Guidelines for Documentation of Specific Learning Disability

Guidelines for Documentation of Specific Learning Diability

To qualify for services, a student must provide documentation of a diagnosed learning disability. The guidelines that follow are provided to assure that evaluation reports are appropriate to determine eligibility and to support requests for reasonable accommodations.


Practitioners Who Can Provide a Diagnosis

Certified School Psychologists, Licensed Psychologists, Licensed Clinical Psychologists, and other relevantly trained professionals.


Recency of Documentation

Evaluative information regarding academic achievement and information processing skills needs to be current (typically no more than 3 years old) in order to assess the current impact of the disability on academic functioning and to establish appropriate academic accommodations at the postsecondary level.


Contents of Documentation
  1. A diagnosis of Specific Learning Disability that conforms or reflects the elements to the current DSM criteria.
  2. Current functional limitations resulting from the Specific Learning Disability. These may include but are not limited to:
    1. Cognitive ability
    2. Academic skill development
    3. Information processing skills
    4. Receptive or Expressive language skills
  3. Evidence to support the functional limitations statements made in #2. This may include but is not limited to:
    1. Aptitude/ Cognitive ability: Assessed using a standardized test such as the Wechsler Adult Intelligence Scale - Fourth Edition or similar instrument.
    2. Academic Achievement: Tests of reading, writing and math skills measured by standardized and comprehensive individual achievement tests such as the Woodcock-Johnson Third Edition, the Wechsler Individual Achievement Test - II or other similar tests
    3. Information Processing. Specific areas of information processing (e.g., short and long term memory; sequential memory; auditory and visual perception/processing; processing speed) must be assessed. Information from subtests on the Wechsler Adult Intelligence Scale , or the Woodcock-Johnson Tests of Cognitive Ability, as well as other instruments relevant to the presenting learning problem(s) may be used to address these areas.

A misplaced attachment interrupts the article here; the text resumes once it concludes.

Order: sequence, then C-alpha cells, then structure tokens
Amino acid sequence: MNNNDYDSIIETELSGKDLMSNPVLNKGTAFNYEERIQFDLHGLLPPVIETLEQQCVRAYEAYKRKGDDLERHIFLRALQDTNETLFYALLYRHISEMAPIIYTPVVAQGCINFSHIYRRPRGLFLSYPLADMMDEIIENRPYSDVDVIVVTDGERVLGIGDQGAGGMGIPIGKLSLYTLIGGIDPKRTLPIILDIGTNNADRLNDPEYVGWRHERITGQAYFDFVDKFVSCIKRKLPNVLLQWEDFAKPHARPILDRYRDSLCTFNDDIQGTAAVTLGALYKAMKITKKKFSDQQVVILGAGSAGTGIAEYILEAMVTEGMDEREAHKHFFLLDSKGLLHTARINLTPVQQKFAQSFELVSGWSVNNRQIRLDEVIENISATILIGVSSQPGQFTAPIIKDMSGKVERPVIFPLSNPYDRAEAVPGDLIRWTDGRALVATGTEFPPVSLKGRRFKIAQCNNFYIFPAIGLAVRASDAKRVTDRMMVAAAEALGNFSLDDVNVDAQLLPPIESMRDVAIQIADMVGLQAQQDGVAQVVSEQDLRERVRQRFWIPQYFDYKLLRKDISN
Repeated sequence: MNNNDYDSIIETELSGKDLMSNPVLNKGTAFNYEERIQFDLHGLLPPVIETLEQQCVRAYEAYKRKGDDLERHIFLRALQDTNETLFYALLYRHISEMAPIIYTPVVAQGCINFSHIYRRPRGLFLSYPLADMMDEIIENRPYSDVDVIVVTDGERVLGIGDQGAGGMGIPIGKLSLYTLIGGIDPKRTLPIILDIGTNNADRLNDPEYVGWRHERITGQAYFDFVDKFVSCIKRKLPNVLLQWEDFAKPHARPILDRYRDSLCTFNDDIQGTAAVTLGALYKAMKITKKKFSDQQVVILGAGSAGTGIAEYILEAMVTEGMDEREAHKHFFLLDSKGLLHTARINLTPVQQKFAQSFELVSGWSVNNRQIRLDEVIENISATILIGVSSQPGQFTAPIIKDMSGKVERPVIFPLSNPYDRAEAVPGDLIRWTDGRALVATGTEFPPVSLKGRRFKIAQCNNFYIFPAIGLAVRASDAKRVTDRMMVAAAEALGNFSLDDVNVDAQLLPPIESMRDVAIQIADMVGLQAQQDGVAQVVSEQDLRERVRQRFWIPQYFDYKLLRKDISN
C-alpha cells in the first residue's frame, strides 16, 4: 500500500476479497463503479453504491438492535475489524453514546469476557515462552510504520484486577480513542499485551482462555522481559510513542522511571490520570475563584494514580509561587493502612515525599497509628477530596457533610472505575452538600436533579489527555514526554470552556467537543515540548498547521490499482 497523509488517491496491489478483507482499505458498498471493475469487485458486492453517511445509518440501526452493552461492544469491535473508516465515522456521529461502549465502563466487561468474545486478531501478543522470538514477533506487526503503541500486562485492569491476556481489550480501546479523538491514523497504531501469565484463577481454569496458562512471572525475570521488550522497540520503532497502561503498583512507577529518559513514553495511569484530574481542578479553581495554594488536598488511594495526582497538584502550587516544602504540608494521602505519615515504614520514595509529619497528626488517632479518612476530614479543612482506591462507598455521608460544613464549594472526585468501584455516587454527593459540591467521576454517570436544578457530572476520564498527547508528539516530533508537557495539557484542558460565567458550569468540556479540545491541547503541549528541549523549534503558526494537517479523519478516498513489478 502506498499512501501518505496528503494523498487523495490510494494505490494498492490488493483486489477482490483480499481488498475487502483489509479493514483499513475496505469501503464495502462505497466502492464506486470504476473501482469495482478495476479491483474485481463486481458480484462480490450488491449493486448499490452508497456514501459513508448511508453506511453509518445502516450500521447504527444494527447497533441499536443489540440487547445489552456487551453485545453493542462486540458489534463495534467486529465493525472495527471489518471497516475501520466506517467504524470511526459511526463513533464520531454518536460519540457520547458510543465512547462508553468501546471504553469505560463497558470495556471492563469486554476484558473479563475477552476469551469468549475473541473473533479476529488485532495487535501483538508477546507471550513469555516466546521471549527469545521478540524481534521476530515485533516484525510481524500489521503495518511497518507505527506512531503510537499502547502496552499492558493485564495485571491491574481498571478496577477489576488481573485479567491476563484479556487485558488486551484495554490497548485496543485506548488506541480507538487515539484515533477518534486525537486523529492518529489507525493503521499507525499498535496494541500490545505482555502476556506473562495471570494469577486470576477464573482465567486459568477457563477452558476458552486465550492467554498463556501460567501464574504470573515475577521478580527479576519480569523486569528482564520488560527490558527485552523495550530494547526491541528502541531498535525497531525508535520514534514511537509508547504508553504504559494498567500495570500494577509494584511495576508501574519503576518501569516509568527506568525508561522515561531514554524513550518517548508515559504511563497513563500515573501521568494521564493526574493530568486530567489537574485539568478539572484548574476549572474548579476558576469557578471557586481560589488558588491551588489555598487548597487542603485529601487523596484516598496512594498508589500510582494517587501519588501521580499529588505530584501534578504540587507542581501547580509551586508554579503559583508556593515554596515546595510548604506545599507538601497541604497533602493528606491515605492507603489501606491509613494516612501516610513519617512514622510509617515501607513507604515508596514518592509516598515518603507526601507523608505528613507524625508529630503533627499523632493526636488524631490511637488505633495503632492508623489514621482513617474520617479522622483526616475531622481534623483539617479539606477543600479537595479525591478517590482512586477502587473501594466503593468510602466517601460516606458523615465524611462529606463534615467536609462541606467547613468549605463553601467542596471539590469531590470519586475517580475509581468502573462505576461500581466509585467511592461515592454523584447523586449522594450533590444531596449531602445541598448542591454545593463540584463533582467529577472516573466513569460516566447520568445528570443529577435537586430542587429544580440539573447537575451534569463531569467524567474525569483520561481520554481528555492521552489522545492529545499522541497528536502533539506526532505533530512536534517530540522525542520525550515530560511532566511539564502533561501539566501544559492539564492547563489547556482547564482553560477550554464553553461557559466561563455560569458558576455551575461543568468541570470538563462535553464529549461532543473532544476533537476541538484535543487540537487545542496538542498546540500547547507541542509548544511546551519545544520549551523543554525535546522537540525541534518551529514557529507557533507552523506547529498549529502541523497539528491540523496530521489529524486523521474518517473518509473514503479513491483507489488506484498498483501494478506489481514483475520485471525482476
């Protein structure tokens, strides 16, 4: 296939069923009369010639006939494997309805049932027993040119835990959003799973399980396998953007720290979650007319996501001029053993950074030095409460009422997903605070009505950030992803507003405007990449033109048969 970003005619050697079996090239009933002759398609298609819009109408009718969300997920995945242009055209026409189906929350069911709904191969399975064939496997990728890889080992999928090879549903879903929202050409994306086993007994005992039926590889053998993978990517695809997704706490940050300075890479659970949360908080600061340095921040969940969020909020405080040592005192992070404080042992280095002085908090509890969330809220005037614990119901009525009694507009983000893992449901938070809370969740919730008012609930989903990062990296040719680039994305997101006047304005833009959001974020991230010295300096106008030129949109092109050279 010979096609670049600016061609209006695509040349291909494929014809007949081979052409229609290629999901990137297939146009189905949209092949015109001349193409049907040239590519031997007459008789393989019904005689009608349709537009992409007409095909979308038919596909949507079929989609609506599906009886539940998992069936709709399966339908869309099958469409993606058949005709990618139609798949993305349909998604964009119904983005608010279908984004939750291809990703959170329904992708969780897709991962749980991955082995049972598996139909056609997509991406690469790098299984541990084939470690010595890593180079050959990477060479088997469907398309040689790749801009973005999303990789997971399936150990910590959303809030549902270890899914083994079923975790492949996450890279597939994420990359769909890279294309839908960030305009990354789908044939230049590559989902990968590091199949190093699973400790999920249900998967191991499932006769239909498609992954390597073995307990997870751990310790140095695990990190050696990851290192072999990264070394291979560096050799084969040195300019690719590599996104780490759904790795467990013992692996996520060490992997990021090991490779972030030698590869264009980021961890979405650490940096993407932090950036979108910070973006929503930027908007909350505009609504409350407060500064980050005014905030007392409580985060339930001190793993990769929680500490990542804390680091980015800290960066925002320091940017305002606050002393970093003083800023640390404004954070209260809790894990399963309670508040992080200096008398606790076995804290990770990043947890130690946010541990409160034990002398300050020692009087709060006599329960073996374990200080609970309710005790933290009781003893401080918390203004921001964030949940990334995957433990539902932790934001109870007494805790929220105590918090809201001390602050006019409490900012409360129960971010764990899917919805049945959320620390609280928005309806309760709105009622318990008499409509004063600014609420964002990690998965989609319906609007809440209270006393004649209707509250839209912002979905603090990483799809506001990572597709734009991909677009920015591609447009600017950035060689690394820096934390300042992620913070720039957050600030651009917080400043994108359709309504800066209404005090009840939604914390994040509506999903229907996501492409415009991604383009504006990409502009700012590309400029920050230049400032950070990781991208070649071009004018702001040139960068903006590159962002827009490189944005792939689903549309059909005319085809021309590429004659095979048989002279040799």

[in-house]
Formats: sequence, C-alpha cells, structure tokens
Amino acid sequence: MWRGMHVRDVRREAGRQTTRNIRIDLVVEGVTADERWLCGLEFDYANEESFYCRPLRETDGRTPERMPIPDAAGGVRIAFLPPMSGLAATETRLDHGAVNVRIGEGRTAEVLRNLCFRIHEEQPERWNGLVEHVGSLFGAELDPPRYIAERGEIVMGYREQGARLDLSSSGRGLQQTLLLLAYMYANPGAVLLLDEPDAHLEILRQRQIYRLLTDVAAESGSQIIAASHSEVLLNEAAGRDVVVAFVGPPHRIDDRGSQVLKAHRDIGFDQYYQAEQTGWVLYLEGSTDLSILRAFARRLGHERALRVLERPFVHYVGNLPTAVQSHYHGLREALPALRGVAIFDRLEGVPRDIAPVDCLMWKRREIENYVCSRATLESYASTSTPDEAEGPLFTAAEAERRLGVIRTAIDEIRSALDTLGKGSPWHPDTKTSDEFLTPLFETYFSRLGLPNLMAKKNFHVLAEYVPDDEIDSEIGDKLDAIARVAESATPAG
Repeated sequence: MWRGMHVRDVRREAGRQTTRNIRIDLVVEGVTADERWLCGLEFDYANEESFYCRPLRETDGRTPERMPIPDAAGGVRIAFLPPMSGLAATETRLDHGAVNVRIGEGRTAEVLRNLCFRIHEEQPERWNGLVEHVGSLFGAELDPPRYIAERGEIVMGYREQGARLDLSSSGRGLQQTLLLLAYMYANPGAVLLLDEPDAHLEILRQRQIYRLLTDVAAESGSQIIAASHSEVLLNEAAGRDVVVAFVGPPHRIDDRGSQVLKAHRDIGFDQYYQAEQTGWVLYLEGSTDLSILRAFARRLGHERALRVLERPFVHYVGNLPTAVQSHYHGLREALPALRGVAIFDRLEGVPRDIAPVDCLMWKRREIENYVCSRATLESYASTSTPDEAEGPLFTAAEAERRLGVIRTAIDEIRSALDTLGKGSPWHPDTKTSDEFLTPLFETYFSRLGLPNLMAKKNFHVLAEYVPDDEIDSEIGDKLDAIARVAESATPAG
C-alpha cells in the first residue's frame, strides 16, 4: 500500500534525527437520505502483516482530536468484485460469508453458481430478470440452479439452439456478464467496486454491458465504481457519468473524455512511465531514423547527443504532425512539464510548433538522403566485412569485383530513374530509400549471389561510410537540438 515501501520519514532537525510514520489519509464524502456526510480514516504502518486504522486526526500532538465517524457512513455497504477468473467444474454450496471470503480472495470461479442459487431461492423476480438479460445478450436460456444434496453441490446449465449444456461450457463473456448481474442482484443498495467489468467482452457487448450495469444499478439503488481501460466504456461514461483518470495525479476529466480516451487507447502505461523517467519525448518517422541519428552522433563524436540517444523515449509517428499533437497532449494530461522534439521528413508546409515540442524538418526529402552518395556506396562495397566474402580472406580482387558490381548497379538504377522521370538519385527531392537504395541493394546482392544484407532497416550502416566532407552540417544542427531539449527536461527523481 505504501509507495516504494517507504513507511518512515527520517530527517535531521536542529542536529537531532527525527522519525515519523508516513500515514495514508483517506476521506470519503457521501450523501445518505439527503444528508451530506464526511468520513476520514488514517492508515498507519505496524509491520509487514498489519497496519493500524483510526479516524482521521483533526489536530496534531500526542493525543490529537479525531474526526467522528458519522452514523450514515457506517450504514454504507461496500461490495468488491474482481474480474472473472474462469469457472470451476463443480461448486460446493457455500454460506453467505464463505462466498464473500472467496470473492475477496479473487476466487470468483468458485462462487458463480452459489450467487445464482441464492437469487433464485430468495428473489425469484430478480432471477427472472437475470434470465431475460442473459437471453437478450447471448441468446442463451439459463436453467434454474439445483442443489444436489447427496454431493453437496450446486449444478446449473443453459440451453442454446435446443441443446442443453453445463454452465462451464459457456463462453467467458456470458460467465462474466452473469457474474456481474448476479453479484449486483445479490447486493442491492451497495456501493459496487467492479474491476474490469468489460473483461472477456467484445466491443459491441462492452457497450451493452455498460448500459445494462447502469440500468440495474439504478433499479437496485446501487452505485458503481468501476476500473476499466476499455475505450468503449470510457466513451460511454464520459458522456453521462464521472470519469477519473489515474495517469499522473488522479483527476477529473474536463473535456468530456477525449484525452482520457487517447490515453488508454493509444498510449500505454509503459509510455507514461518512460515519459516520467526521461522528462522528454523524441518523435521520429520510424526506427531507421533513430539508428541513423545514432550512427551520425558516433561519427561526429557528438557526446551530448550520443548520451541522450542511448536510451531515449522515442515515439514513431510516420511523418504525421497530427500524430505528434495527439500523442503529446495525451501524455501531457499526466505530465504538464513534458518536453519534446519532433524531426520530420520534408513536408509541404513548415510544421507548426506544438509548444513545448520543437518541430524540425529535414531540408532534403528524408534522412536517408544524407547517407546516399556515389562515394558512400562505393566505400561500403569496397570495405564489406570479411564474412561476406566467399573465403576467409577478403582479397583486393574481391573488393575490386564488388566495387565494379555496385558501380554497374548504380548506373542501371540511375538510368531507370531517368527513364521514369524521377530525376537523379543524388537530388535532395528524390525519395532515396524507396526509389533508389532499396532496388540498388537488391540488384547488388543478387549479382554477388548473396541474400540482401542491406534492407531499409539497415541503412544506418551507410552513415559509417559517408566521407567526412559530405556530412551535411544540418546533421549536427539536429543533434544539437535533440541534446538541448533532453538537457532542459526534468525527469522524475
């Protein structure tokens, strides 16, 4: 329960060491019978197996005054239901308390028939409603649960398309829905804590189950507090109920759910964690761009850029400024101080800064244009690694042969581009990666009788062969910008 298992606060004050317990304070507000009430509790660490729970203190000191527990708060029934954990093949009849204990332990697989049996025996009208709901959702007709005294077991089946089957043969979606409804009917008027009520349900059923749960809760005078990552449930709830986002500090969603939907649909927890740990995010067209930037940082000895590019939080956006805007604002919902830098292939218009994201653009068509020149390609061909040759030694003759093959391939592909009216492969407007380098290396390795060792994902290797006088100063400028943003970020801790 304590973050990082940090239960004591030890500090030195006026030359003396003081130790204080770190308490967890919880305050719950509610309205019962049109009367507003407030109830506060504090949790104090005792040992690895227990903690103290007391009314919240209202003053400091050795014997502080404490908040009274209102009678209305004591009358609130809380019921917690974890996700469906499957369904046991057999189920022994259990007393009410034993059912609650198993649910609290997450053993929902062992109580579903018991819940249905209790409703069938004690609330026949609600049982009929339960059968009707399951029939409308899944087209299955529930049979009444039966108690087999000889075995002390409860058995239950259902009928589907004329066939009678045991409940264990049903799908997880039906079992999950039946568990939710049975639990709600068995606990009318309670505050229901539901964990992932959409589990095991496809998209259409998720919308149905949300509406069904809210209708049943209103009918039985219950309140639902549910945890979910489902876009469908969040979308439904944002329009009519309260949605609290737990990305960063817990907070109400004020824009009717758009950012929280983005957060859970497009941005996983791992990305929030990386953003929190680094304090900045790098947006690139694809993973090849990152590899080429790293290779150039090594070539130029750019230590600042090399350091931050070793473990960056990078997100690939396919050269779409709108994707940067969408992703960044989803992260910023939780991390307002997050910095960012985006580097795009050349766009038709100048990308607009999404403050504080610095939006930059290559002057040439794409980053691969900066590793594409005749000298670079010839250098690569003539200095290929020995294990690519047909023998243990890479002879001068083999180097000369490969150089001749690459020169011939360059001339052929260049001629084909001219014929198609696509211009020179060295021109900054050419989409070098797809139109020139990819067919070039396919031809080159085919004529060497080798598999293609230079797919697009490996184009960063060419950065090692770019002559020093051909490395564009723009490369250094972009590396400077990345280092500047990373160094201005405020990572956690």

4. Standardized tests of expressive and receptive language skills
    5. Teacher observation
    6. Clinical observation/interview
  4. Recommended Accommodations. All accommodations should be directly related to functional limitations listed in #2. The rationale for each recommendation should be contained in #3 above.
  5. Recommendations for other supports, strategies or services that may benefit the individual in a higher education environment, including suggestions about how specific effects of the disability may be accommodated through the use of assistive technology.
  6. Other pertinent diagnoses or recommendations for other evaluations that may be needed.

This is not intended to be an exhaustive list or to restrict assessment in other pertinent areas. Acceptable alternative evaluations may be determined by the Coordinator of Student Accessibility Services.

Students seeking qualified professionals for assessments may find referral sources from disability services staff at a college or university, or from a physician.

All documentation is confidential and should be sent to:

Jeffrey S. Ogden
Coordinator of Student Accessibility Services
Franklin Pierce University
40 University Drive
Rindge, NH 03461
Phone: 603-899-4126
Fax: 603-899-4395 (Attn: Jeff)
Email:


CONTACT

Jeffrey S. Ogden, Student Accessibility Services

Center for Academic Excellence(603) 899-4126

Office Hours

Mon - Fri:
8 a.m. - 4:30 p.m.